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Divorce Help | March 4, 2024

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Tis the Season. . . for Divorce? - Divorce Help

Tis the Season. . . for Divorce?
Brian Beltz

You read it right – there is actually a time of year when divorce is in the air. And it comes as no surprise that it’s the coldest of them all. Nicknamed “divorce month” among legal circles, January is the busiest time of year for divorce attorneys.

Couples who have been ruminating the idea of divorce throughout the year usually wait until after the holidays to make the phone call to the attorney. The holidays bring about a slew of emotions. Sumptuous feasts among family during Thanksgiving, hot apple cider by the Christmas tree in December and champagne-infused cocktail parties with friends once the New Year holiday hits can easily fog the mind and the memory.

While many spouses stay together through the holidays for the sake of the children, the most common reason couples stick it out until the end of the year is that they romanticize the holiday season. They have false expectations that the spirit of the holidays will spark what has been missing in the relationship, and will rekindle the dying flame of the marriage. They hope for a “Christmas miracle” that will put their union back on track.

While some couples finally come to accept that their marriages cannot be saved and are at peace with the inevitable outcome, others become disillusioned and escape the holidays with such detest that they are determined never to have to spend another Christmas or Thanksgiving together again – They can’t imagine one more year!

More marriages dissolve because of financial strife than for any other reason. Christmas is expensive, especially for couples who have children, and arguments over money matters are likely to come to a head during this season. On a similar financial note, some experts point to Christmas bonuses as the reason some spouses wait it out. Anything obtained after a divorce is considered separate property, so some husbands and wives want to put in those extra months to be sure they get a portion of what is legally entitled to them – their spouse’s bonus.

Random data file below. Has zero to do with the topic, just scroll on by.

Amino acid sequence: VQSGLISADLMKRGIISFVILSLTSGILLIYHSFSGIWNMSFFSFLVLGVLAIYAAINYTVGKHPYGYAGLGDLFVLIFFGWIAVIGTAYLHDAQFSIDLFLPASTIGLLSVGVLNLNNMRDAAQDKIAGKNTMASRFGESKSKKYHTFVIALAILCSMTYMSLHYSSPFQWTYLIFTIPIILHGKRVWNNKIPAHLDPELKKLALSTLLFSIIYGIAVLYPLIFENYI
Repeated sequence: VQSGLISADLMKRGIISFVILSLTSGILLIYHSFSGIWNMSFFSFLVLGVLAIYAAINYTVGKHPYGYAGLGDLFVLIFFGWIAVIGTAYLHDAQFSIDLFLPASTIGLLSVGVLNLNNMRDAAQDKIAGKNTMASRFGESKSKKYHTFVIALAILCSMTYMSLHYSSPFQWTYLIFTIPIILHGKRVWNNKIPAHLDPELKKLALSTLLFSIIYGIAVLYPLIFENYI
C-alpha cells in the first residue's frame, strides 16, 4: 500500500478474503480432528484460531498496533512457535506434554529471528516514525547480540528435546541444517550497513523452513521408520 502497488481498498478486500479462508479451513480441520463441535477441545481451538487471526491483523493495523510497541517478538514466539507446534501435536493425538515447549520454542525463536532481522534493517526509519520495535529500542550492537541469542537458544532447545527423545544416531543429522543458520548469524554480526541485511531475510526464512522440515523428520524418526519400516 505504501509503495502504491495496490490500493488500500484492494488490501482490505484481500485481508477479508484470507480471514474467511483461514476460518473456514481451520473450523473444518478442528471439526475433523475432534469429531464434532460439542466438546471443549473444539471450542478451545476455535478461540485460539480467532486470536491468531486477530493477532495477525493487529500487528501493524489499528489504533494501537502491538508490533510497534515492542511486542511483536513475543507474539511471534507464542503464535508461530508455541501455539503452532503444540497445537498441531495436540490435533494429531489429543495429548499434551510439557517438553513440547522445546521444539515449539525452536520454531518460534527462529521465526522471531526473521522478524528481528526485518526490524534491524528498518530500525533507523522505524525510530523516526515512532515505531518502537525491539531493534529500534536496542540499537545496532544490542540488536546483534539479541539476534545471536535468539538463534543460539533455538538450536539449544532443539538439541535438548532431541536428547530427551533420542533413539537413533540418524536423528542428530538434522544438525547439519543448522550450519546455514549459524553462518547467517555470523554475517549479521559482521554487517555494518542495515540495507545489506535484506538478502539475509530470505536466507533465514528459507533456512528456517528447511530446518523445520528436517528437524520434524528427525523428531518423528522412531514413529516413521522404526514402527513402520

Some divorce attorneys name the New Year to be the culprit of divorce season, rather than religious holidays. They hear their clients tell them about their resolutions to be more happy, to create positive change for themselves, to embark on a fresh start and to reinvent their lives.

Divorce season is a widely discussed topic in the legal community, and many divorce lawyers believe they have it down to a science – they have even named a “divorce D-day.” After the dust of the holidays settles, many couples wait until after the kids go back to school to file. That way the stresses of being out of routine have passed and they can focus on their own lives and getting through the divorce without any extra baggage or headaches.

Once January 2 hits the divorce calls begin to pile up, and they skate on a gradual decline until about June 1 when vacation season begins. That marks the start of the slow period because couples often schedule last-ditch effort vacations in attempt to save their marriages. Another small spike in divorce calls occurs in late August and early September after the family vacations and improbable romantic retreats are over.

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